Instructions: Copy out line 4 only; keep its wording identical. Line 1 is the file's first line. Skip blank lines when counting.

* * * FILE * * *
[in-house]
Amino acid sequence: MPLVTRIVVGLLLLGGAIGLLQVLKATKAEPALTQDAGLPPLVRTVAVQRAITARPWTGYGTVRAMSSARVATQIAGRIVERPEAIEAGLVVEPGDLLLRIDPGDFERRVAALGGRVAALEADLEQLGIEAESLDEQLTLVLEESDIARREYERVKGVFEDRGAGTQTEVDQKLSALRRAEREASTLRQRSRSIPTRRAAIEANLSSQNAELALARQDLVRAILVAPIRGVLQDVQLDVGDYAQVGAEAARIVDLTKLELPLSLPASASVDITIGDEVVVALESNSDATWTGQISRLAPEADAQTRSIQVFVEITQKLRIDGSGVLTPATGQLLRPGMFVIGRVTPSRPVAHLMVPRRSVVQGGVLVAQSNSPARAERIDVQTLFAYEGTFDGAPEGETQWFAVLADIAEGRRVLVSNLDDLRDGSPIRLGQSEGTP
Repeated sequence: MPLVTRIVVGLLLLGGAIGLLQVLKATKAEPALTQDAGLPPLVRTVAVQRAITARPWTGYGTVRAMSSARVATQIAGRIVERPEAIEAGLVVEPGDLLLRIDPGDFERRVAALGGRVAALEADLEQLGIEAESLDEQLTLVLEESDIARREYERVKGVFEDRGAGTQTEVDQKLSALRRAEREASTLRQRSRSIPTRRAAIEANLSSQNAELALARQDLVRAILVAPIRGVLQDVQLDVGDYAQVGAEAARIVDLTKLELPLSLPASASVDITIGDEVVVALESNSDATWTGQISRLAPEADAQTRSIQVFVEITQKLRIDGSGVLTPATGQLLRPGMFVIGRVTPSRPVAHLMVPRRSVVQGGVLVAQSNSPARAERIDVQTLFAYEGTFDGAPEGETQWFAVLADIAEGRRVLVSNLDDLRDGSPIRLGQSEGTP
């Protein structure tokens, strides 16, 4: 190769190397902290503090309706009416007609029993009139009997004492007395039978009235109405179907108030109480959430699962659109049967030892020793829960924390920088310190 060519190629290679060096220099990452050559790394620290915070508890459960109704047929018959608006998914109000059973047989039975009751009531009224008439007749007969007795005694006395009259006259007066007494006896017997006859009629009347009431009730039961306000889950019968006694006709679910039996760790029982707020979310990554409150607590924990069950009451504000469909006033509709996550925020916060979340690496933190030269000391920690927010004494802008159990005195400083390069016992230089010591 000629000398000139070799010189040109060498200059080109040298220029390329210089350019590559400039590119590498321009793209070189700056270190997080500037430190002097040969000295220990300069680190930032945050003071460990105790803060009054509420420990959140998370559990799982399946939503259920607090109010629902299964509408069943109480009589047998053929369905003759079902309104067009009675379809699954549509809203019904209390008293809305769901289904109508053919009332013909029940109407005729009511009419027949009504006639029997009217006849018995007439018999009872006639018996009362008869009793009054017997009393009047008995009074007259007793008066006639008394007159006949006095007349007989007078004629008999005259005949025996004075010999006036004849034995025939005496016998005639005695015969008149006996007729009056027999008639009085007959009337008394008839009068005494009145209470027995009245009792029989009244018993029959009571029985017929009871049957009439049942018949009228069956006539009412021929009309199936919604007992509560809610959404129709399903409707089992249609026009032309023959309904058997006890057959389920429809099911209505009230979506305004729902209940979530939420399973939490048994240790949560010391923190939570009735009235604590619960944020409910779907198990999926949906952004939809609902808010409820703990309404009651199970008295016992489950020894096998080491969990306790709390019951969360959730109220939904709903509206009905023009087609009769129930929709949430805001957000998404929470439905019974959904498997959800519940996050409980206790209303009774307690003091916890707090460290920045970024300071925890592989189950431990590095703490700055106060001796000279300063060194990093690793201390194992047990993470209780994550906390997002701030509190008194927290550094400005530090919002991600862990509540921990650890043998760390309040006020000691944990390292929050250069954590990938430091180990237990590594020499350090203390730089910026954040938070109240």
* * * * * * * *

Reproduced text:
């Protein structure tokens, strides 16, 4: 190769190397902290503090309706009416007609029993009139009997004492007395039978009235109405179907108030109480959430699962659109049967030892020793829960924390920088310190 060519190629290679060096220099990452050559790394620290915070508890459960109704047929018959608006998914109000059973047989039975009751009531009224008439007749007969007795005694006395009259006259007066007494006896017997006859009629009347009431009730039961306000889950019968006694006709679910039996760790029982707020979310990554409150607590924990069950009451504000469909006033509709996550925020916060979340690496933190030269000391920690927010004494802008159990005195400083390069016992230089010591 000629000398000139070799010189040109060498200059080109040298220029390329210089350019590559400039590119590498321009793209070189700056270190997080500037430190002097040969000295220990300069680190930032945050003071460990105790803060009054509420420990959140998370559990799982399946939503259920607090109010629902299964509408069943109480009589047998053929369905003759079902309104067009009675379809699954549509809203019904209390008293809305769901289904109508053919009332013909029940109407005729009511009419027949009504006639029997009217006849018995007439018999009872006639018996009362008869009793009054017997009393009047008995009074007259007793008066006639008394007159006949006095007349007989007078004629008999005259005949025996004075010999006036004849034995025939005496016998005639005695015969008149006996007729009056027999008639009085007959009337008394008839009068005494009145209470027995009245009792029989009244018993029959009571029985017929009871049957009439049942018949009228069956006539009412021929009309199936919604007992509560809610959404129709399903409707089992249609026009032309023959309904058997006890057959389920429809099911209505009230979506305004729902209940979530939420399973939490048994240790949560010391923190939570009735009235604590619960944020409910779907198990999926949906952004939809609902808010409820703990309404009651199970008295016992489950020894096998080491969990306790709390019951969360959730109220939904709903509206009905023009087609009769129930929709949430805001957000998404929470439905019974959904498997959800519940996050409980206790209303009774307690003091916890707090460290920045970024300071925890592989189950431990590095703490700055106060001796000279300063060194990093690793201390194992047990993470209780994550906390997002701030509190008194927290550094400005530090919002991600862990509540921990650890043998760390309040006020000691944990390292929050250069954590990938430091180990237990590594020499350090203390730089910026954040938070109240």